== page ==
Audio: “Withered hand, withered hearts” at 10.30am today here

JESUS SEEKS TO HEAL “a man with a withered hand” in our Gospel account today – eucharistic lectionary: Hebrews 7:1-3, 15-17 & Mark 3.1-6 – “and the priests took counsel against him”. God help us then. God help us all to learn a new lesson, a “gospel lesson” – a couple of thousand years after this account was presented to us. How often does God seek to heal by means of human hand and heart, only to have the leaders of the world’s various religious institutions rise up to “take counsel against?”

What are we dealing with here. One withered hand – or millions and millions of withered hearts? 

May the Gospel challenge us! – until God’s Kingdom of justice and righteousness for ALL people – the reign of the “King of Salem”, the “King of Righteousness” – be come on earth as it is in heaven.


IT’S WELL NIGH impossible to describe the measure of “peace that passeth understanding” that is experienced here during our monthly gatherings for Monday Meditation. That, in part, must be due to the fact that meditation is really about letting go of thoughts and words and just being. I’m mindful this evening of the gospel account of the great storm that frightened Jesus’ disciples out of their wits. His words for them are words we do well to hear now:

Peace. Be still.

A core group of around 75 people are practising regularly in and around our parish church, and many tell me that the “peace” spoken of in the ancient prayers of the Church – but not always experienced – is becoming a deeper reality for them.

For all that Jesus calls us to rise up and follow him into action, (said one note this week) there’s no avoiding the message that he still speaks when we get caught in – or turn life into a storm. Always the same: ‘Peace. Be still.’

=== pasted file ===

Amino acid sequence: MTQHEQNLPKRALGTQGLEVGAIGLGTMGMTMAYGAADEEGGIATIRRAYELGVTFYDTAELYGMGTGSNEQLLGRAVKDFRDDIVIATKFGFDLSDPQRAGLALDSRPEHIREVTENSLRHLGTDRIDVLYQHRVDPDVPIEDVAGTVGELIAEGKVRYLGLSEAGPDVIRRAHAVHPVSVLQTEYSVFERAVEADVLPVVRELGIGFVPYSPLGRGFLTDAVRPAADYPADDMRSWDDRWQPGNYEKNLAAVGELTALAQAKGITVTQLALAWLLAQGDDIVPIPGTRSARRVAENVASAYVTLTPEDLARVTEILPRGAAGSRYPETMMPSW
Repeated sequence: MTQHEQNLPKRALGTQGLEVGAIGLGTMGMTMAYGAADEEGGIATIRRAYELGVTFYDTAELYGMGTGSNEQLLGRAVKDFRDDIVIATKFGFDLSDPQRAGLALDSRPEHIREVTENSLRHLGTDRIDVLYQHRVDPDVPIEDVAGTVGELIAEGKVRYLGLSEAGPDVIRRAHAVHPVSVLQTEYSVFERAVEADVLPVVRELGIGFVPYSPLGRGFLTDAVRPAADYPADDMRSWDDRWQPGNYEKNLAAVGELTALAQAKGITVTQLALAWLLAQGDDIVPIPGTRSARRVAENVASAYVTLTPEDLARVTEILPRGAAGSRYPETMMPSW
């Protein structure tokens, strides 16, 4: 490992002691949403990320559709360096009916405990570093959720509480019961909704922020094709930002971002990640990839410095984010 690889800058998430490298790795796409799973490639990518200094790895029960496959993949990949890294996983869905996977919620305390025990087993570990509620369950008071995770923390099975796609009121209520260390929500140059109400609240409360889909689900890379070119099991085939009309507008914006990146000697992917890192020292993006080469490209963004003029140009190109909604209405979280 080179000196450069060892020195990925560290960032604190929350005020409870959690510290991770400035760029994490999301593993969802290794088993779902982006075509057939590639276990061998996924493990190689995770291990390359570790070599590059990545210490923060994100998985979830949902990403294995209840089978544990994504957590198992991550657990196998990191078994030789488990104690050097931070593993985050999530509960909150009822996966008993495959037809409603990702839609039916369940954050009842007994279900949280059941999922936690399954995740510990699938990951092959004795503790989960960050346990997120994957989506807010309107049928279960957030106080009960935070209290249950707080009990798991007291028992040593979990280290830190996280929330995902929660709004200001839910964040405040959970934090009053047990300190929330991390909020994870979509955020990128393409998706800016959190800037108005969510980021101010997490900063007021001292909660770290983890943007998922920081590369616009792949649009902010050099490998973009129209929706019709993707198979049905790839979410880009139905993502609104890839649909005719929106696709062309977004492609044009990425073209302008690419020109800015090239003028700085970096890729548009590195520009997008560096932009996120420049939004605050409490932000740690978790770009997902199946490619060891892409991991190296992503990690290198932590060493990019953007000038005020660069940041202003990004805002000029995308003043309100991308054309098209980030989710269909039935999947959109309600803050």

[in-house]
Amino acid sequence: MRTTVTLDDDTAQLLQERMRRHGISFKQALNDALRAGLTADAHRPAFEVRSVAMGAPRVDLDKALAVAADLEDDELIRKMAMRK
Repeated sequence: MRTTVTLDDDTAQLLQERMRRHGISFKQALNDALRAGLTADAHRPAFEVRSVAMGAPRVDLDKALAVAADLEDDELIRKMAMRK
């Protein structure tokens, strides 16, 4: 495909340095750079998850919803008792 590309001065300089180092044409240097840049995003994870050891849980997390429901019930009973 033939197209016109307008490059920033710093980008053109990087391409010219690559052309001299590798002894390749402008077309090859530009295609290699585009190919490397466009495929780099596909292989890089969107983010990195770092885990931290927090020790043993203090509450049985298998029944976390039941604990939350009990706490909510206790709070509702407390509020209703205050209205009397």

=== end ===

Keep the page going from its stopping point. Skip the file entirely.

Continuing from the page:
I’m grateful.


BANK HOLIDAY weekend affords a happy extension to “left brain time.” There are always more books I want to read, more paintings I want to paint, more photographs I want to make, more writing to be done, more poems to unfold, more prayer to be celebrated, more people to share some time and stories with, more songs to be sung, more colours to be marvelled at, more silence to be revelled in – than time ordinarily allows. And that very fact is cause for thanksgiving! Life is indeed a rich tapestry. The signs of the reign, the joy of God, are all around me. And I’m immensely thankful for the connections that blogging makes possible with people all around the world.

Today’s artwork is inspired, in Eastertide, by Mary Magdalene, beloved apostle of Jesus, first witness to new life in the Resurrection, loyal provider of intimate and loving support and sustenance, someone generous, open-hearted and giving, someone who just “knew” instinctively, what Jesus’ mission on earth was about, someone released, by God’s goodness, from the kind of prison every one of us finds ourselves in from time to time.

All human persons are “bedevilled” by “Legion” the perpetually underlying and taunting belief that somehow we’re failing to make the grade, we’re unlovable, bigger and better “failures” than anyone else, destined to be “alone”, faithless, heartbroken, misunderstood, wretched. All human persons yearn for the kind of release that Jesus’ love and acceptance brought about in Mary’s life; for the kind of release that she brought about in his.

Mary Magdalene: someone cruelly maligned and abused by religious patriarchy and misogyny across the centuries, but all the while someone I’ve admired and looked to as an icon of life’s richness and fullness, of life’s goodness and generosity, of life’s being – under the vivifying reign of God – a beautifully, colourfully, gorgeously dressed dance with our Creator.

Sydney Carter described Jesus as The Lord of the Dance. In my heart I think of Mary of Magdala as Jesus’ dance-partner and she is clothed, dressed, like the environment all around and about her, in colour and glory. And theirs is a partnership, theirs is a dance that, far from being exclusive and excluding, invites you and I to join. “Shall we dance?”, Mary asks. “And shall we sing?”, asks the Lord of the Dance. And sometimes the colours blur a little in the swirling. And sometimes they’re blended by our tears …

Have you seen the wonder of it? Have you seen Mary’s dress?